Sandra Bullock is pushing boundaries, casting herself opposite Channing Tatum in this flimsy but fun romp.

Sandra Bullock is pushing boundaries, casting herself opposite Channing Tatum in this flimsy but fun romp.

Joyce Glasser reviews The Lost City (April 15, 2022) Cert 15, 112 mins.

The Lost City is the kind of guilty-pleasure, action-adventure-romcom that is becoming a rare, if not entirely an endangered species. In focusing on character, keeping the plot and violence to a minimum and refusing to take itself seriously, it’s an enjoyable romp and a great date movie – for all ages.

To set the stage, imagine if Agatha Christie, who accompanied her erudite archaeologist husband, Max Mallowan, on several excavations, decided to switch from murder mysteries to romance novels. Instead of a stodgy, starched, neurotic detective named Hercule Poirot, imagine that a muscular, young hunk with wild, blond caveman hair known as “Dash” appeared on the cover of her best sellers.

Or perhaps it’s simpler to imagine a loose adaptation of the 1984 action-adventure romcom Romancing the Stone, because, well, that’s what this is and no harm in that. In The Lost City Sandra Bullock takes on the role of Kathleen Turner in the 1984 film. She plays successful, but lonely, chick-lit writer Loretta Sage, who is dropped into one of her adventure yarns and proves quite adroit away from her computer.

In both films, there is a single and successful, but lonely female author, a kidnapping, a concerned female publishers/publicists and friend, a map leading to antiquities, cagey bad guys pursuing the heroine in the jungle, and a romantic interest who joins the fish-out-of-water heroine.

Romancing the Stone was the only produced screenplay of Malibu waitress Diane Thomas, 39, who died in a Topanga Canyon car crash a year after the film was released to critical and box office success. Her heroine dreamt of meeting a man as exciting as the heroes in her novels who have what it takes to save damsels in distress. In the jungle she finds rugged, cocky, self-confident bird hunter (Michael Douglas) who fits the bill, even if today a bird hunter would be a bad guy.

Directors Adam and Aaron Nee (The Last Romantic) co-wrote the script with Oren Uziel and Dana Fox from a story by Seth Gordon, have given the film a more feminist twist, with the running gag being that in this jungle we are never sure who is saving whom.

Despite Lorretta’s publicist Beth (Da’Vine Joy Randolph), having organised an expensive launch for her new book, The Lost City of D, Loretta, dressed in a pink sequin onesie and high heels, looks like she would rather be anywhere else. Trying to perch on a stool without tearing the skin-tight outfit, Loretta faces her public, breaking the news that the “D” in the title does not stand for Dash, the dashing hero of the story and the cover-model’s nick name.

The scholarly reason for the “D” bores her audience and disappoints them. It deflates cover-model Alan Caprison, AKA Dash McMahon, (Channing Tatum) who, like Loretta’s readers, is looking for a real-life romance. Dash is that muscular hunk with the caveman mane of blondish hair who erupts onto the podium trying to engage his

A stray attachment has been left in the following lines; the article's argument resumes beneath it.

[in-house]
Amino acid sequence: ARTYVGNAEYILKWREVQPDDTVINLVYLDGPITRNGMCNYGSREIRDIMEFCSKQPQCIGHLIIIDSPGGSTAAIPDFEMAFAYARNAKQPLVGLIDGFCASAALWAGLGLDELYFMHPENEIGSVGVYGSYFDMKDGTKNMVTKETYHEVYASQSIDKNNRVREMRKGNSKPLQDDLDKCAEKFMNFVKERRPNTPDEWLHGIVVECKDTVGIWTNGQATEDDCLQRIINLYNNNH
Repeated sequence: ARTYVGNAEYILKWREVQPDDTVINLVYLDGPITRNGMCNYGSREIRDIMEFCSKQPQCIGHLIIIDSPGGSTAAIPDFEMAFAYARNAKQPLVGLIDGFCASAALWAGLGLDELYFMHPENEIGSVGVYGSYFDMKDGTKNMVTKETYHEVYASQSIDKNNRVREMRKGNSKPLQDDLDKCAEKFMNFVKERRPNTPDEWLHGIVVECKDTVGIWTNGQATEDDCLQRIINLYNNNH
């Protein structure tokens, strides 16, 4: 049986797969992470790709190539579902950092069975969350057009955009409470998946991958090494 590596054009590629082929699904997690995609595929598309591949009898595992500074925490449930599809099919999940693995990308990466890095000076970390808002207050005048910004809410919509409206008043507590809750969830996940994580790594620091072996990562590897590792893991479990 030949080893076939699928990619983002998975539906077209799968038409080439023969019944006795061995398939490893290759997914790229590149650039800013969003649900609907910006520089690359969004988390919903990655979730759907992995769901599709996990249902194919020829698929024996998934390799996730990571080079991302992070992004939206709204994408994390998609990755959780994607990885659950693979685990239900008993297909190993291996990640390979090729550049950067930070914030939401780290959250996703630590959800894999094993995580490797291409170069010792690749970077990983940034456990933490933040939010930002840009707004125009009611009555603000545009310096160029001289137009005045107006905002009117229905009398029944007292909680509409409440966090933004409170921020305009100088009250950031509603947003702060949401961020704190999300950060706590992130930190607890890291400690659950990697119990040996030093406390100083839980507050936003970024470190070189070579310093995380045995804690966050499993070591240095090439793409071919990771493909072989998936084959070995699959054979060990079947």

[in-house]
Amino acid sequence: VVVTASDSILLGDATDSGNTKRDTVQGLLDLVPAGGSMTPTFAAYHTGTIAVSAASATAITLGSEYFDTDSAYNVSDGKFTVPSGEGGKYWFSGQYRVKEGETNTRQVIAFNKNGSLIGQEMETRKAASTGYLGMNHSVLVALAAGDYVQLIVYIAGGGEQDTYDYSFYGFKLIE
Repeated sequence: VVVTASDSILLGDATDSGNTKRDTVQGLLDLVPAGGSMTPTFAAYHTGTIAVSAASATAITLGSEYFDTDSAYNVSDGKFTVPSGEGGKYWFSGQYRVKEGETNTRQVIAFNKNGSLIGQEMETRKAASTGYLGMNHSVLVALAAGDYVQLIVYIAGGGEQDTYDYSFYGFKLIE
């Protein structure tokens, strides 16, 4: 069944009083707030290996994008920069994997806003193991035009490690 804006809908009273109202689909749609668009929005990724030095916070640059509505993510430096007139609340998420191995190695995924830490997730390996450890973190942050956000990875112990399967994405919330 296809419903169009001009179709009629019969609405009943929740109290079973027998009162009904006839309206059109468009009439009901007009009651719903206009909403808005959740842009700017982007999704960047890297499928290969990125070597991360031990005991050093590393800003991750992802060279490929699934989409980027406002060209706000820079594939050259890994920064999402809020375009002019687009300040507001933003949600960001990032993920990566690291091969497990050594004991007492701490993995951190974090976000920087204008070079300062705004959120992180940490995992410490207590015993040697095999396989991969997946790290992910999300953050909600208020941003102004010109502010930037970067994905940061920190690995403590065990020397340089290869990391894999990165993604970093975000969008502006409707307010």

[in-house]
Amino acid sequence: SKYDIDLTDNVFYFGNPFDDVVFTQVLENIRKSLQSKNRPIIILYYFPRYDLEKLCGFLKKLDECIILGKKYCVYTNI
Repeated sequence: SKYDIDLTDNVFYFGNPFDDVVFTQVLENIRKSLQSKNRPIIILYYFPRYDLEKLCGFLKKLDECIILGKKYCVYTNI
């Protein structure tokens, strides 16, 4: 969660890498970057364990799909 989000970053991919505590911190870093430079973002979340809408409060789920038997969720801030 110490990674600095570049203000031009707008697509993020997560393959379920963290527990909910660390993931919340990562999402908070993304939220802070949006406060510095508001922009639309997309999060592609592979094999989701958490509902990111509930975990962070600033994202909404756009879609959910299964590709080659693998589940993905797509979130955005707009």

apathetic creator.

Alan/Dash is playing his role as Knight errant to perfection, so much so that he has started to believe it. The truth, that he’s an accident prone city boy, with allergies, fear of water, insecurity issues and the vulnerability that attracts women more than macho antics is revealed when Lorretta is kidnapped by Abigail Fairfax (Daniel Radcliffe).

And yes, Radcliffe’s first task is to explain the name, which would have been best left on the cutting room floor. Fairfax is your typical villain: an obsessed billionaire, and criminal who is convinced that Loretta’s knowledge of ancient writing will lead him to a lost treasure featured in one of her books – near a site that he is already excavating.

That Alan is in love with Loretta off the podium is apparent from his reaction to her kidnapping. When Beth cannot persuade law enforcement agencies of the urgency or of a kidnapping, Alan calls upon Jack Trainer (Brad Pitt) to train him for his task, and yes, there is a joke about Trainer the trainer. The two great moments of the film are when both Alan and, later, Loretta meet Jack, who is straight out of central casting. Their reactions, and Pitt’s straight face could be bottled and sold. Pitt’s small supporting role is a masterstroke, but also bit of a problem, as Channing has big shoes to fill.

Fortunately, the chemistry between Channing (Fox Catcher, Magic Mike, Jump Street) and Bullock (Gravity, The Blind Side, The Proposal) and their respective comic skills are enough to make up for Pitt’s brevity, the flimsy plot and slapdash roles for Beth and Radcliffe (who could also just be miscast). Both Da’Vine Joy Randolph and Radcliffe struggle to inject humour in clichéd characters that lack any original touches or any great lines.

Fairfax is never a real threat, but his henchmen chase Alan and Lorretta through the jungle with enough menace for our chalk and cheese couple to realise they need one another. In one erotically charged comic scene, she picks leaches off Alan’s bottom, and her reaction is a game-changer when, without thinking, she asks him to turn around to see if there are any on his front. Alan repays the favour with his clever idea to cut off bits of Lorretta’s flashy dress to use as a decoy.

What is interesting about The Lost City is that Bullock, whose amazing body is just as important to the film as Tatum’s, is a widow of 57 and age is never the issue in this romance with a man of 40. When Michael Douglas was in Romancing the Stone, he was 40 and Kathleen Turner was 30. Perhaps even Bullock wouldn’t have been cast for the role today, but Bullock the film’s Executive Producer is pushing some boundaries in the right direction.